I bet my old lawnmower was a champion early in its life. It was still pretty great when I got it used five years ago. But it's mowed a lot of lawn. Now, in short, it is a piece. But I'm cheap and I do what I can to get as much use out of a thing as possible. That said, I've brought the following on myself. So although this is mostly griping, there's silver lining. Just hold on. This post is insight into my creative process.
When you start the lawnmower, it needs to warm up for about 5-10 minutes before running at a functional capacity. For this reason I bent a rusty piece of metal around the handle so I could crank it then go clear the yard of chairs, limbs, stones, toys, and all other non-mowables.
The plastic tubing that once shot mulched grass out the side of the mower broke long ago. Now the flap remains closed and cut grass just packs into the inside of the mower. The remedy for this is to pause every few minutes and pound the front wheels against the ground to clear it out so it doesn't clog and sputter to death.
The auto-drive feature failed sometime last summer because a steel cable broke. When I repaired it (read: rigged it), the cable lost some length and is now housed outside its original shielded tube. To get auto-drive to engage, you have to lift up on the handle or physically kick the exposed cable. Don't ask how I figured that out.
Most of the time I'm cutting grass, it's early afternoon, so that the sun has had time to dry the dew off the lawn. This takes longer in NE Ga because the humidity level hovers at around 800% to 900%. By then it's 95-105 degrees American, wind levels of 0.01 miles per hour. Wearing socks and shoes and shirt I'd have a heat stroke in about 3 minutes. So I wear Chacos and shorts. Unfortunately I have more fire ants in my backyard than there are hydrogen molecules in the universe (true fact). So if I can get the yard done with only 10-20 ant bites on each foot I'm doing well.
David, this sounds miserable. Why don't you hire a dude to cut it? Or get a riding mower? Or get someone who knows what they're doing to fix your lawnmower? Poison those ants? Or put on shoes? Or act really sick until your wife cuts it? Or pave your yard with cement and paint it grass green? Or invent an aberrated form of grass that strangles weeds, thrives on the blood of ants, and never grows beyond 3/4 inch tall?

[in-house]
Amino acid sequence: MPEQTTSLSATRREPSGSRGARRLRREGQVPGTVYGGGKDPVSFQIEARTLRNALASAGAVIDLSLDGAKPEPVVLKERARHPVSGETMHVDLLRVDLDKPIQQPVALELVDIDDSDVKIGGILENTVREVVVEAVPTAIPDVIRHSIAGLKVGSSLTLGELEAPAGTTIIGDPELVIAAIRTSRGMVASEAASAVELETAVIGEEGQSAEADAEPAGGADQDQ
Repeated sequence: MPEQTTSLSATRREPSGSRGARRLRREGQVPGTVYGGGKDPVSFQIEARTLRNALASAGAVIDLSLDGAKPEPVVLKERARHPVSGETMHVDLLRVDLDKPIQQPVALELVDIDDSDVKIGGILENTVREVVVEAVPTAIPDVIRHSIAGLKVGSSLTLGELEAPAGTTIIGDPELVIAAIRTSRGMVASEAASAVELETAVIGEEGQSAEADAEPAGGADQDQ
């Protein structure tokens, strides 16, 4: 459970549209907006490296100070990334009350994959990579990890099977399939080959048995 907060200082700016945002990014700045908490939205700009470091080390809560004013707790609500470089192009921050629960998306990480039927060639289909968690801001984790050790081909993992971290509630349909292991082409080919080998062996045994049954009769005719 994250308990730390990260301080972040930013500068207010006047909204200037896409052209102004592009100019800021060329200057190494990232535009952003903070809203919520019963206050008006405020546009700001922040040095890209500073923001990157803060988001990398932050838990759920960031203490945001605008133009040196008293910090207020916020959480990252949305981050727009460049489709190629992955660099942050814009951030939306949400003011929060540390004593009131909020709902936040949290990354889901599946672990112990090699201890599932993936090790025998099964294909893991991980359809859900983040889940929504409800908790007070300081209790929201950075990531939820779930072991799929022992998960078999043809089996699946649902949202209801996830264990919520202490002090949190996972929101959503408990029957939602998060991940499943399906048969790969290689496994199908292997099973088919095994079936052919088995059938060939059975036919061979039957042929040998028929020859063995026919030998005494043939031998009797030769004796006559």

I could do all those things. Eeeaasily. But I choose not to because despite all the BS I like it.
I like cutting the grass. And I like thinking about how engines work.
I've worked out more plot details and built more worlds while cutting grass than anywhere else. Something about a task that requires some but very little actual brain capacity gets my creativity working overdrive.
It was while I was cursing ants and considering deeper implications of ant bites that I worked out the details of the Redcap goblins (not their final name). Such as:
Their relationship with nearby humans (devour them all)
How they perforate the Halandor mountains with their endless tunnels
How their scouts drink their liquefied brothers and sisters, never sleep, and fear sunlight
How their queen is eternally pregnant until the moment she dies and how her daughter will be born pregnant as will her daughter and her daughter's daughter
How King "Sky" Tiverus, whose kingdom is nestled in the same mountains the goblins own, has made a fragile pact with the Redcap Queen that if he continues to supply secrets of mankind, she'll continue to have her goblins delve into Silexare's crust to barter with Calderites for custom crafted Lahuvian steel so that King Tiverus can one day build the theoretical vacuum-chamber airships.
I wouldn't give up these revelations for anything. Ant bites, heat stroke, and shite machinery are worth it.